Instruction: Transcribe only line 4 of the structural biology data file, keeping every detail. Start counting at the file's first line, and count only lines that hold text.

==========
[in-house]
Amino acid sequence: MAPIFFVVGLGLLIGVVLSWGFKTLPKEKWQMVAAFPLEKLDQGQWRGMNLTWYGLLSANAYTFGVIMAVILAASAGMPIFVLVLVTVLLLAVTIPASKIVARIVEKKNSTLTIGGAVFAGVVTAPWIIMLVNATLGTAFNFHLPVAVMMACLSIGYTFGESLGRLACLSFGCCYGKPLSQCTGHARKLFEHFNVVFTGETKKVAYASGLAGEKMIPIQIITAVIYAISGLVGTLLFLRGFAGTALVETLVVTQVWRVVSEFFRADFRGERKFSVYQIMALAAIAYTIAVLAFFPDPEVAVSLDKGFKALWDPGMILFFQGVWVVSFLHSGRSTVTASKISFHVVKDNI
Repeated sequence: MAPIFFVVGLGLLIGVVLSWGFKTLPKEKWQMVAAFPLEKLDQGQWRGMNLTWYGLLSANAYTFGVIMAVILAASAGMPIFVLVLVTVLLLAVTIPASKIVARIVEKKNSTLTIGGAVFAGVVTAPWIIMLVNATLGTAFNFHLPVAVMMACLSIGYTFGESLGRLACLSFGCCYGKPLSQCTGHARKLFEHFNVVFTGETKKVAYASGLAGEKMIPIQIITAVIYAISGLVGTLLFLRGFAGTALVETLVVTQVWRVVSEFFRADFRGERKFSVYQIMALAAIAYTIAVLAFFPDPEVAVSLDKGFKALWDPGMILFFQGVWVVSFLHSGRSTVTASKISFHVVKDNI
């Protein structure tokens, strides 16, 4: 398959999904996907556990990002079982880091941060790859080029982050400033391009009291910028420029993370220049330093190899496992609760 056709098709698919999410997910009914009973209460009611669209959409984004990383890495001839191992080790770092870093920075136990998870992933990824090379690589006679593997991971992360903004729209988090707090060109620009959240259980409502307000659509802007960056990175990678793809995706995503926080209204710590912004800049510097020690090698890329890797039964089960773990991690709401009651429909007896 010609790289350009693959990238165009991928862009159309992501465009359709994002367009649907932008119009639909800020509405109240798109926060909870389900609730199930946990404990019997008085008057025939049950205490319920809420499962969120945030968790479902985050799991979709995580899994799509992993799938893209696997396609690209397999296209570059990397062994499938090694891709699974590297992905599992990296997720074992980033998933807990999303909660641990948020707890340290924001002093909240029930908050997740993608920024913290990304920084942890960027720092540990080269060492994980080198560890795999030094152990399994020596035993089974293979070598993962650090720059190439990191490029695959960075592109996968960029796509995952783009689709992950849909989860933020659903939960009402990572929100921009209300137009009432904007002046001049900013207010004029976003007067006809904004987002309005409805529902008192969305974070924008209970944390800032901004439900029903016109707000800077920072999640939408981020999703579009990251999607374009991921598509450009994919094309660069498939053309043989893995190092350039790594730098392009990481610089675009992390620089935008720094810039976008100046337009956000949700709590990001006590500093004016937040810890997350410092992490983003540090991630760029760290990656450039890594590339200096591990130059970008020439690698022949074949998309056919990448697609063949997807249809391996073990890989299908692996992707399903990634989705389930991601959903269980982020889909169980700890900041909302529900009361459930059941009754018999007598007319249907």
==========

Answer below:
């Protein structure tokens, strides 16, 4: 398959999904996907556990990002079982880091941060790859080029982050400033391009009291910028420029993370220049330093190899496992609760 056709098709698919999410997910009914009973209460009611669209959409984004990383890495001839191992080790770092870093920075136990998870992933990824090379690589006679593997991971992360903004729209988090707090060109620009959240259980409502307000659509802007960056990175990678793809995706995503926080209204710590912004800049510097020690090698890329890797039964089960773990991690709401009651429909007896 010609790289350009693959990238165009991928862009159309992501465009359709994002367009649907932008119009639909800020509405109240798109926060909870389900609730199930946990404990019997008085008057025939049950205490319920809420499962969120945030968790479902985050799991979709995580899994799509992993799938893209696997396609690209397999296209570059990397062994499938090694891709699974590297992905599992990296997720074992980033998933807990999303909660641990948020707890340290924001002093909240029930908050997740993608920024913290990304920084942890960027720092540990080269060492994980080198560890795999030094152990399994020596035993089974293979070598993962650090720059190439990191490029695959960075592109996968960029796509995952783009689709992950849909989860933020659903939960009402990572929100921009209300137009009432904007002046001049900013207010004029976003007067006809904004987002309005409805529902008192969305974070924008209970944390800032901004439900029903016109707000800077920072999640939408981020999703579009990251999607374009991921598509450009994919094309660069498939053309043989893995190092350039790594730098392009990481610089675009992390620089935008720094810039976008100046337009956000949700709590990001006590500093004016937040810890997350410092992490983003540090991630760029760290990656450039890594590339200096591990130059970008020439690698022949074949998309056919990448697609063949997807249809391996073990890989299908692996992707399903990634989705389930991601959903269980982020889909169980700890900041909302529900009361459930059941009754018999007598007319249907």